Light sources are available in a variety of strengths (usually from 2,500 to 10,000 lux) and include fluorescent light boxes, desktop lamps and lamp visors. White fluorescent light is thought to be safer than ultraviolet light (which is used in some tanning beds). Possible side effects include headaches, eye strain, and nausea. For some people, it may take 2 – 4 weeks for relief of symptoms once beginning light therapy.
Most light boxes cost between $250 and $500 and are not covered by all insurance plans. Consult your doctor for more information if you’re thinking of buying a light box. Be sure to look for one that is approved by CSA (Canadian Standards Association) and has a filter to block any harmful ultraviolet light.
Antidepressant medication may be prescribed in combination with light therapy, or as an alternative if it isn’t working. According to the Mayo Clinic, about 70 per cent of people taking antidepressants have decreased symptoms of SAD, and about half experience remission while taking medication.
Examples of antidepressants used in the treatment of SAD include paroxetine (Paxil), sertraline (Zoloft), fluoxetine (Prozac, Sarafem) and venlafaxine (Effexor).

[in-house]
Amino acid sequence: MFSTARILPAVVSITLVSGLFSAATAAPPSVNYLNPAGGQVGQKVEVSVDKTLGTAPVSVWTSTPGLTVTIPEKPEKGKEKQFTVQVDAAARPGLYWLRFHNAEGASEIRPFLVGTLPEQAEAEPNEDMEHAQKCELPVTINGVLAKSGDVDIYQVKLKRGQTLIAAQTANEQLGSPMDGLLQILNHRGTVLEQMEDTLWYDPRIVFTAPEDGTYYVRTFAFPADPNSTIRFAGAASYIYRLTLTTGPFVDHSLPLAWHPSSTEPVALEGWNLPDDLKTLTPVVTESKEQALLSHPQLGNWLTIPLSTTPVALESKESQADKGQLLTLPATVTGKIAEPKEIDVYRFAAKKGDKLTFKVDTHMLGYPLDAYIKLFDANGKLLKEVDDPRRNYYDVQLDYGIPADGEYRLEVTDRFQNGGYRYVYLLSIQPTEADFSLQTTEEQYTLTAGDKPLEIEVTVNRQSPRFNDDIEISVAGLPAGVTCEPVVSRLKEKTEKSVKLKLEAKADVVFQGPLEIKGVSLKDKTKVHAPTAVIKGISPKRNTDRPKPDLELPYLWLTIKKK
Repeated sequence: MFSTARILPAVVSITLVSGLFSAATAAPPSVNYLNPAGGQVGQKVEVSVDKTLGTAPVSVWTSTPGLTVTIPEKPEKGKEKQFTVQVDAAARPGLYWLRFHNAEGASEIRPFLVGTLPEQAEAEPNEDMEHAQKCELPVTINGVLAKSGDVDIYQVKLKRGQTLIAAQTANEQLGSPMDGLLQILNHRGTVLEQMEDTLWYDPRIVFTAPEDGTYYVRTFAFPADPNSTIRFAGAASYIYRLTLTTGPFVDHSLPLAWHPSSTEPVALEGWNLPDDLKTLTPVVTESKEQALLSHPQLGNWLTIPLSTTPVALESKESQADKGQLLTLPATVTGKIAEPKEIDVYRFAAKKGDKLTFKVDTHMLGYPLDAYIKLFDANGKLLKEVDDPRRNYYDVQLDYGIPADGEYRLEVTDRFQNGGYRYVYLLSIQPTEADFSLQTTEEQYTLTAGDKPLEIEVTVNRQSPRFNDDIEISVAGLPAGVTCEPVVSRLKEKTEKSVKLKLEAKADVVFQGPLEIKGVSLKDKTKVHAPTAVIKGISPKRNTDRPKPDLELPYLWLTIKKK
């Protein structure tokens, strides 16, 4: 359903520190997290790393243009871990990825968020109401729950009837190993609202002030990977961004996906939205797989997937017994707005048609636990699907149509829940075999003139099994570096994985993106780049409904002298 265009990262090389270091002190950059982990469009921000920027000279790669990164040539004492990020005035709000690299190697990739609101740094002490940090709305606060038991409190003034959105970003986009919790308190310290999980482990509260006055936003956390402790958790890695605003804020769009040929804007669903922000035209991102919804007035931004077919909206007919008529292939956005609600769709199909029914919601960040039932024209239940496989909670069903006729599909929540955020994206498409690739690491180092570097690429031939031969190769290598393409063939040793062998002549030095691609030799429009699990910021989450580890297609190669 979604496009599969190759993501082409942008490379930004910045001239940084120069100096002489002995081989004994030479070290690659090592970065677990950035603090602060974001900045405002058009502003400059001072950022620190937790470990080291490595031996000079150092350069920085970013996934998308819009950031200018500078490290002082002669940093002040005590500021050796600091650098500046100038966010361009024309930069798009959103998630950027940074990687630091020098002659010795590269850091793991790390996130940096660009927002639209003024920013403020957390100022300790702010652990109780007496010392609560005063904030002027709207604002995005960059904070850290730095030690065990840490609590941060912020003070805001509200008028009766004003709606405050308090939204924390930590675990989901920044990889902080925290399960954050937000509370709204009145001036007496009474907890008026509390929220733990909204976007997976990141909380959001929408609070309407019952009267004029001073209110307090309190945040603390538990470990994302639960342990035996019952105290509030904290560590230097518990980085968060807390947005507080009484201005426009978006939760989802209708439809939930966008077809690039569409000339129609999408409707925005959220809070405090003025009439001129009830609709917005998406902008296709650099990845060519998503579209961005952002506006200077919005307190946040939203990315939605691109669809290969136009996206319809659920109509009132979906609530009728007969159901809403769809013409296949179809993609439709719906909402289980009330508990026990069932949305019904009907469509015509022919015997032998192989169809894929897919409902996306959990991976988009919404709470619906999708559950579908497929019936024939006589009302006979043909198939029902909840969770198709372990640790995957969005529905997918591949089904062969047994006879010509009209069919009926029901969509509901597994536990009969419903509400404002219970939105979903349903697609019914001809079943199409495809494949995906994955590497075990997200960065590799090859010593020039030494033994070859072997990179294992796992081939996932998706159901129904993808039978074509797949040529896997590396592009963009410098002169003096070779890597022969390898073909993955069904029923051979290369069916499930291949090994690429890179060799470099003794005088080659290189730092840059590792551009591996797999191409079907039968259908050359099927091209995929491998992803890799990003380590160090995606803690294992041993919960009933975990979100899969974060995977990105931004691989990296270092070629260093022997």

Psychotherapy can be used to help modify negative thoughts and behaviors that may contribute to SAD symptoms. Therapy is also used to help manage symptoms and prevent recurring episodes of depression.
Some lifestyle changes can also help you cope with winter depression.
• Bring more light into your home. Open blinds, add skylights and trim tree branches that block sunlight.
• Get outside. Walk outdoors on sunny days, even during winter. Outdoor light, even when the sky is overcast, is often brighter than light boxes.
• Exercise regularly. Physical exercise helps relieve fatigue, stress and anxiety. Being more fit can also do wonders for your mood and make you feel better about yourself.
• Find ways to relax. Learn techniques such as meditation or yoga to better manage stress.
• Get away. If possible, escape winter by taking a vacation in a warm, sunny location.
(*Source: The Mayo Clinic)
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